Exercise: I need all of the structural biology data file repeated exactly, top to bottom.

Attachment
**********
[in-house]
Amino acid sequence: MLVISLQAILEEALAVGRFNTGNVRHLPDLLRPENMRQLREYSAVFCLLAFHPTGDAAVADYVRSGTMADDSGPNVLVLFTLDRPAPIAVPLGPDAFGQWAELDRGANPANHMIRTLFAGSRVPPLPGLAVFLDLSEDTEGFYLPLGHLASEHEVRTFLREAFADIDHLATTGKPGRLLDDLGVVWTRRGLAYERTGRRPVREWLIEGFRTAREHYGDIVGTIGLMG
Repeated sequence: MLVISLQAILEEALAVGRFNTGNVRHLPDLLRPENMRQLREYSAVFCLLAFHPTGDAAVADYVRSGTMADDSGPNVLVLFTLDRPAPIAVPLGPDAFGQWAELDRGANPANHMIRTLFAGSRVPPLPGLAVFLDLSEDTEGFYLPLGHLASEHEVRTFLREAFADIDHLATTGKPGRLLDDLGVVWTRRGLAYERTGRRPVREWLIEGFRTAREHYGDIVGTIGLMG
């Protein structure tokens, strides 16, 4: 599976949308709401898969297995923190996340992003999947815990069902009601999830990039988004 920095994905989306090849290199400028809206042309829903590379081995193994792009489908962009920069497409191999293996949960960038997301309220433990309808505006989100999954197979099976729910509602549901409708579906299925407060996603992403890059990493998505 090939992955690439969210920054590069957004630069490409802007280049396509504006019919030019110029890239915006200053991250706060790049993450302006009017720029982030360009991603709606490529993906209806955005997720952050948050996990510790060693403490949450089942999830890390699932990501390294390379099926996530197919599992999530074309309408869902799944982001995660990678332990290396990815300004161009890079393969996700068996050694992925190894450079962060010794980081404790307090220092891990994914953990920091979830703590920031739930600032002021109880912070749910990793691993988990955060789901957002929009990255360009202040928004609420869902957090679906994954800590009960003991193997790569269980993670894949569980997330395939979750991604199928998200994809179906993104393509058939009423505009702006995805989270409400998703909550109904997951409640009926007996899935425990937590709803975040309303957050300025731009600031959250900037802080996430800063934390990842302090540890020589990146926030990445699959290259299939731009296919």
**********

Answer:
[in-house]
Amino acid sequence: MLVISLQAILEEALAVGRFNTGNVRHLPDLLRPENMRQLREYSAVFCLLAFHPTGDAAVADYVRSGTMADDSGPNVLVLFTLDRPAPIAVPLGPDAFGQWAELDRGANPANHMIRTLFAGSRVPPLPGLAVFLDLSEDTEGFYLPLGHLASEHEVRTFLREAFADIDHLATTGKPGRLLDDLGVVWTRRGLAYERTGRRPVREWLIEGFRTAREHYGDIVGTIGLMG
Repeated sequence: MLVISLQAILEEALAVGRFNTGNVRHLPDLLRPENMRQLREYSAVFCLLAFHPTGDAAVADYVRSGTMADDSGPNVLVLFTLDRPAPIAVPLGPDAFGQWAELDRGANPANHMIRTLFAGSRVPPLPGLAVFLDLSEDTEGFYLPLGHLASEHEVRTFLREAFADIDHLATTGKPGRLLDDLGVVWTRRGLAYERTGRRPVREWLIEGFRTAREHYGDIVGTIGLMG
């Protein structure tokens, strides 16, 4: 599976949308709401898969297995923190996340992003999947815990069902009601999830990039988004 920095994905989306090849290199400028809206042309829903590379081995193994792009489908962009920069497409191999293996949960960038997301309220433990309808505006989100999954197979099976729910509602549901409708579906299925407060996603992403890059990493998505 090939992955690439969210920054590069957004630069490409802007280049396509504006019919030019110029890239915006200053991250706060790049993450302006009017720029982030360009991603709606490529993906209806955005997720952050948050996990510790060693403490949450089942999830890390699932990501390294390379099926996530197919599992999530074309309408869902799944982001995660990678332990290396990815300004161009890079393969996700068996050694992925190894450079962060010794980081404790307090220092891990994914953990920091979830703590920031739930600032002021109880912070749910990793691993988990955060789901957002929009990255360009202040928004609420869902957090679906994954800590009960003991193997790569269980993670894949569980997330395939979750991604199928998200994809179906993104393509058939009423505009702006995805989270409400998703909550109904997951409640009926007996899935425990937590709803975040309303957050300025731009600031959250900037802080996430800063934390990842302090540890020589990146926030990445699959290259299939731009296919």